One of the sorriest outcomes of yesterday’s gathering of the party council (which does not include the elected caucus by the way) was a vague assurance that work will now begin on fleshing out the party’s program for change, something that one would have thought would only require some minor revisions and updates at this point in Ms James tenure as leader.
Before Ms James squares off against Gordo’s successor (and a third party if that emerges from the ashes of the political conflagration in Victoria) I certainly hope that she does a refresher course with her voice coach. While she will no doubt stick to her pugilistic style that hasn’t worked that well for several years now, she really needs to drop the screeching tone and rapid fire delivery that she uses when hectoring dissidents and fence-sitters in her party. Her delivery has become quite difficult to follow lately.
A session or two with an anger management counsellor might be helpful as well. Her wrathful manner may be effective among party faithful, but I doubt that it encourages anyone else to support her cause, whatever it may be other than her continued tenure as leader and whatever self-satisfaction and perquisites it provides. There isn’t even a hint of ideological division within the party or of competing visions about which direction to take; it is all about Carole as far as I can see.
DWhite’s historical account should make for sobering reading among NDP faithful. There is no third time lucky as NDP leader in this province. Leaders of other parties seem to have the good sense to not test those odds at the polls. Twice unlucky leaders of other parties seem to go for a walk in the snow, take a hard look in the mirror or whatever and do the right thing for their party, the people who have selflessly supported its aims, including as volunteers, and perhaps ultimately themselves. But that high road is one that Ms James prefers not to travel it seems.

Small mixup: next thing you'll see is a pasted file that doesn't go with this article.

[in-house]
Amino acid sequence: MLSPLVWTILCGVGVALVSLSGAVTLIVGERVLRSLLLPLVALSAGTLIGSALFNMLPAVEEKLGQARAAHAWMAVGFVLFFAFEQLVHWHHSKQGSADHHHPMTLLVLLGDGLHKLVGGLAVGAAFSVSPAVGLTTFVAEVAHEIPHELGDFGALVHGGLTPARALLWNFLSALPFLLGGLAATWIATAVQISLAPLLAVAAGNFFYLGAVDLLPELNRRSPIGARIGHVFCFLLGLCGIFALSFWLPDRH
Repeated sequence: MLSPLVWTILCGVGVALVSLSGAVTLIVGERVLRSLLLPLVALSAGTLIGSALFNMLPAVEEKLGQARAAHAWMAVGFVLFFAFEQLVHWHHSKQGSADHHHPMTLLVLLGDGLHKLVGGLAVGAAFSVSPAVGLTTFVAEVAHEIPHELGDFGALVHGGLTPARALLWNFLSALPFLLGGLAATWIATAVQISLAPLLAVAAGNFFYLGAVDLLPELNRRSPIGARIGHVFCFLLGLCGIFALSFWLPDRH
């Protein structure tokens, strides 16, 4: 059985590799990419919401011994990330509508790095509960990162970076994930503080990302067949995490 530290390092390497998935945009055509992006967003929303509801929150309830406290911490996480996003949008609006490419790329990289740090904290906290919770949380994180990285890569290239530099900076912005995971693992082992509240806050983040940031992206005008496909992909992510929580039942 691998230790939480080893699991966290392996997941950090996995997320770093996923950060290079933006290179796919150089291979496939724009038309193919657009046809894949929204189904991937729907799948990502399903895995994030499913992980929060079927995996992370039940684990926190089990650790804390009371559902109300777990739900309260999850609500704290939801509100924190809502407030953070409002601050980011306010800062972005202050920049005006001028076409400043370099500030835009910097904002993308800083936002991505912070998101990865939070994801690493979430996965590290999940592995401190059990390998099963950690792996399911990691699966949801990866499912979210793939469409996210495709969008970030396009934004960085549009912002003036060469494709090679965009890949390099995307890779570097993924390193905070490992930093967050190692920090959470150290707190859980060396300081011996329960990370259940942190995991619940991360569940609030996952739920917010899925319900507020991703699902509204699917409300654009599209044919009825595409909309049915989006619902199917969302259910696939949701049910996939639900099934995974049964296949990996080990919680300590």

There is no third time lucky as NDP leader in this province. Leaders of other parties seem to have the good sense to not test those odds at the polls. Twice unlucky leaders of other parties seem to go for a walk in the snow,[/quote]
I am always curious about what motivates politicians. As a poker player I try to figure odds and what is the best play under certain situations.
When somebody shoves a huge bet at me, I have to decide whether to call. I might think I have a pretty good chance of winning. But I also know that losing will eliminate from me the tournament. i have to decide not just whether I can win, but whether the win is good enough odds to outweigh a loss.
In James’ case, she could win. And she becomes premier. That’s a big win.
But if she loses, and she could very well lose, she would be regarded as the worst example of oppositional leadership perhaps in the history of parliamentary democracy. (Yeh I’m exaggerating, but you get the drift.)
If this were me, I would look at the two scenarios and decide not just for the party, but for me, that the odds of winning are no where near good enough to chance a loss. I would fold and wait for a better opportunity.
In James’ case the better opportunity is being an excellent cabinet minister in an NDP government. But, back to my first point, what motivates politician’s to put themselves in these situations. Is she the personality type, that cannot not admit to herself that it may be time to go?